The Camas School Board this week approved a $132 million 2021-22 budget that includes using $6.5 million out of fund balances to make up for revenue shortfalls caused by the ongoing COVID-19 pandemic, decreased student enrollment and COVID-19 relief funds that were disproportionately low compared to similarly sized school districts in Washington.
“The 2020-21 fiscal year was perhaps the most uncertain in the history of K-12 education,” Jasen McEathron, the district’s director of business services, told the Camas School Board on Monday, Aug. 23. “The COVID-driven changes in policy and educational practices made 2020-21 extremely difficult to forecast.”
The school district also has had “unprecedented enrollment volatility” since the start of the pandemic in 2020, McEathron added.
“We experienced a 6- to 7-percent enrollment loss this past year,” McEathron said.
The 2021-22 school district budget is based on an assumption that the district will recover roughly half of that lost enrollment.
“We felt as though that was a conservative approach to take,” McEathron said, adding that the district’s enrollment losses “were consistent” with other districts in the region and throughout Washington state.
“Through the work of the budget committee, we decided on a projected 2021-22 enrollment of 7,018 students … “This represents a net gain of 3 percent over our current enrollment,” McEathron said, but is still below the district’s pre-pandemic enrollment levels.
“Given the high level of new development in our community and the opportunity to welcome back students to full-time, in-person instruction, we believe the 3 percent increase in enrollment is a reasonable budget parameter. However, from a service standpoint, we will be striving to safely welcome back all students in the community and hope to exceed our budgeted enrollment.”
A four-year projection shows Camas school officials also believe enrollment rates will start to rebound, but may level off over the next four years.
“In this model we’ve put enrollment gains where we were pre-COVID,” but then the trend starts to level off due to “declining birth rates,” McEathron said. “We know that COVID has further declined those (birth) rates … looking ahead, I think we’ll start to see that impact not just here but in the state, given that birth rates are down.”
The school district plans to return to a pre-pandemic learning schedule this fall, with five full days of in-person instruction each week and a fully remote, five-day-a-week Camas Connect Academy option for families who do not want to return to in-person classes.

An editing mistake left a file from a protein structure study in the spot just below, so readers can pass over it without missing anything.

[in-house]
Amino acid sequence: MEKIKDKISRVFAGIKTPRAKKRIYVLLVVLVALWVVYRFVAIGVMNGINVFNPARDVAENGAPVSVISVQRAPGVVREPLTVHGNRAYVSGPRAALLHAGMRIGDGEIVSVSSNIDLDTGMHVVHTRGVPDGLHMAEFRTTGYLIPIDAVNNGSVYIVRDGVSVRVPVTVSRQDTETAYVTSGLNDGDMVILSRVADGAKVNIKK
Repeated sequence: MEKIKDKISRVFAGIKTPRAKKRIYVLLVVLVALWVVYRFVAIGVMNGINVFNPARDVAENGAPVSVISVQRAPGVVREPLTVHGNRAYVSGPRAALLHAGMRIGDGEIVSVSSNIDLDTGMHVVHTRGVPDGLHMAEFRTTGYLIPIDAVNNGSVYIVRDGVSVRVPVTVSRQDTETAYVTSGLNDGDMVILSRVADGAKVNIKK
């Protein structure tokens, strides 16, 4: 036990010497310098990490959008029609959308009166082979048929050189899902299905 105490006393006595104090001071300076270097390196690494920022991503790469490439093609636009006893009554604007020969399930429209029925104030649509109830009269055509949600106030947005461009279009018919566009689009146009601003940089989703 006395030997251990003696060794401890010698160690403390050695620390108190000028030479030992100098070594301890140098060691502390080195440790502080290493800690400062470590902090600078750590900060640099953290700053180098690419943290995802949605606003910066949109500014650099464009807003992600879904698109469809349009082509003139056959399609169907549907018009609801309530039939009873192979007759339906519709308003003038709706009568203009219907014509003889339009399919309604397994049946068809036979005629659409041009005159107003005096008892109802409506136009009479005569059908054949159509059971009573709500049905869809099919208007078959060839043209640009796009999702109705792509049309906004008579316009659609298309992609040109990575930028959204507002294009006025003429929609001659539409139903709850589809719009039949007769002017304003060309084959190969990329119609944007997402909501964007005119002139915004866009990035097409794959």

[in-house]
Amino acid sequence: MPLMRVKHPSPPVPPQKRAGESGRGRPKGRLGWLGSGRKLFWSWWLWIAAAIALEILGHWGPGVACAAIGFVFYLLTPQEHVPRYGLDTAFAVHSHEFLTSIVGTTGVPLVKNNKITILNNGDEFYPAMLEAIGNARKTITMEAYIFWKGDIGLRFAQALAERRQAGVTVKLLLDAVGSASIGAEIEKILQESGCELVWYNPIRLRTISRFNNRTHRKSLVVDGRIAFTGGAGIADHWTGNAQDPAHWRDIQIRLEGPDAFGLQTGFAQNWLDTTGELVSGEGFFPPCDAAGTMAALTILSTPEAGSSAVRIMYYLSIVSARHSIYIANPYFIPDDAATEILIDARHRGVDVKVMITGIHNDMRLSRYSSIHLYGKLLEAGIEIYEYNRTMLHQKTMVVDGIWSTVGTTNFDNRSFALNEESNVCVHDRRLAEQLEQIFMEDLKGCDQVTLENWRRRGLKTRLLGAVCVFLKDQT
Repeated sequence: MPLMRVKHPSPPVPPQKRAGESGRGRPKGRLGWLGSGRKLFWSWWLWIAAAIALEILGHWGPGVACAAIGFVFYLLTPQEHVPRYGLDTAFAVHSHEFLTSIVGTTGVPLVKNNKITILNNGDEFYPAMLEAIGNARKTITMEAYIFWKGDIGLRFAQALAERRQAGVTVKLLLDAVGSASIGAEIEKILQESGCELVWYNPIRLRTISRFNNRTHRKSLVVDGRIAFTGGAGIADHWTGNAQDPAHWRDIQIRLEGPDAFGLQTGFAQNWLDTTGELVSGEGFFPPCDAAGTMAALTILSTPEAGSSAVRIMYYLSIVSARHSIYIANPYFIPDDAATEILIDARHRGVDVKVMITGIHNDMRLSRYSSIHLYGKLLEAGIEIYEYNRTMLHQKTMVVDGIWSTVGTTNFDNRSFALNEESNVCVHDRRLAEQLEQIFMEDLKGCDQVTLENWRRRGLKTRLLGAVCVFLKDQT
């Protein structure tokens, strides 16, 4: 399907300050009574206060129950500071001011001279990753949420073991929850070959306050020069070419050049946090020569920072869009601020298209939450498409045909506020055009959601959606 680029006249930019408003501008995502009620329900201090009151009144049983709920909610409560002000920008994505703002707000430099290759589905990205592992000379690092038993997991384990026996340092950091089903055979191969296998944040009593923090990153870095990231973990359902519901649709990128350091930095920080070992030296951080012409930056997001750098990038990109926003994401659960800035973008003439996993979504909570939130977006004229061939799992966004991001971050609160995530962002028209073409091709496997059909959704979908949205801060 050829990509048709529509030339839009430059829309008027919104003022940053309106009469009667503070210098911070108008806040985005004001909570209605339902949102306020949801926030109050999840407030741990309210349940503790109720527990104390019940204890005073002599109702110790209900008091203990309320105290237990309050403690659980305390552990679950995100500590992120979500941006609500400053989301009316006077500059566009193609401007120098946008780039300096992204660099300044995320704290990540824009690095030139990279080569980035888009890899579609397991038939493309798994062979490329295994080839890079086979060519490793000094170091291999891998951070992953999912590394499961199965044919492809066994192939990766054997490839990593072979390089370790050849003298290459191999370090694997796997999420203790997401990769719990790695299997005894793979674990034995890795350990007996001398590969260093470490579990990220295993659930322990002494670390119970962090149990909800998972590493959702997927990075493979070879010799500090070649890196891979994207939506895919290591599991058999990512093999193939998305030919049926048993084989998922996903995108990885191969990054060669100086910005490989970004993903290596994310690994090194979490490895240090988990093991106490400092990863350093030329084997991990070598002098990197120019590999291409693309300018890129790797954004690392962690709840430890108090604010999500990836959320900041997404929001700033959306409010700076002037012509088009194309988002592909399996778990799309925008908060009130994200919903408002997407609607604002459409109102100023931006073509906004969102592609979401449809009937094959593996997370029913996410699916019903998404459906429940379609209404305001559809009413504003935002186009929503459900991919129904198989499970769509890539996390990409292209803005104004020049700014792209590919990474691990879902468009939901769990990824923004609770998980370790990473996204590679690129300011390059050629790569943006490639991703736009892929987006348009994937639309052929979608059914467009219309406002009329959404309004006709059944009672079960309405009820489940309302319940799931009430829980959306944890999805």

The 2021-22 school district budget includes $114.4 million in general fund expenditures, which includes funding for 483.7 full-time equivalent (FTE) certificated staff (teachers, principals, central office administrators) and 274.5 FTE classified staff.
The budget also includes expenditures of $4.5 million in the capital projects fund, $11.5 million in the debt service fund, $1.39 million in the Associated Student Body (student council) fund and $900,000 in the transportation vehicle fund.
McEathron said revenues are expected to be 4.3 percent higher in 2021-22 than in 2020-21, and include $1.6 million in federal and state COVID-19 relief funds as well as the planned use of the $6.5 million from the district’s fund balance. Expenditures also are expected to be 11.4 percent higher in 2021-22 over 2020-21 levels, with 87 percent of the district’s general fund expenses going toward personnel costs, 7 percent to purchased services, 4 percent for materials and supplies, and 2 percent for capital outlay and other costs. The district will end the 2021-22 school year with a 9.7 percent fund balance, McEathron said.
Camas received fewer COVID relief funds than other school districts
The 2021-22 budget includes $1.6 million in COVID-19 relief funds from the state of Washington and the federal government. Because the relief funds were doled out based on school districts’ number of students who qualified for free and reduced lunches, Camas, a wealthier school district, has received fewer COVID-19 relief funds than other districts in the region.
For instance, while the Vancouver, Evergreen and Washougal school districts received $3,361, $2,745 and $1,785 per student, respectively, from three combined COVID-19 relief funds, the Camas School District only received $369 per student, and had the second lowest per-student relief funding level for school districts with 5,000 to 10,000 students in the state of Washington.
School board member Corey McEnry said Monday that the relief-funding formulas played into the district’s decision to use $6.5 million from its fund balance in the 2021-22 budget.
“When you’ve got Camas receiving (fewer COVID-19 relief funds than other districts), one of the ways we’re able to hold on to what we’ve got is the use of our fund balance, because we’ve been so prudent with that,” McEnry said.
McEathron noted that, although Camas received fewer relief funds, the district had pandemic-related expenses equal to that of other districts.
“We all experienced similar (needs for protective equipment) and losses in enrollment,” McEathron said. “And yet relief funding was not tied to enrollment. I think that would have been the preferred allocation method.”
To view McEathron’s 2021-22 Camas School District budget presentation, visit camas.wednet.edu/budget/budget/i-introduction/2021-22-budget-overview-discussion.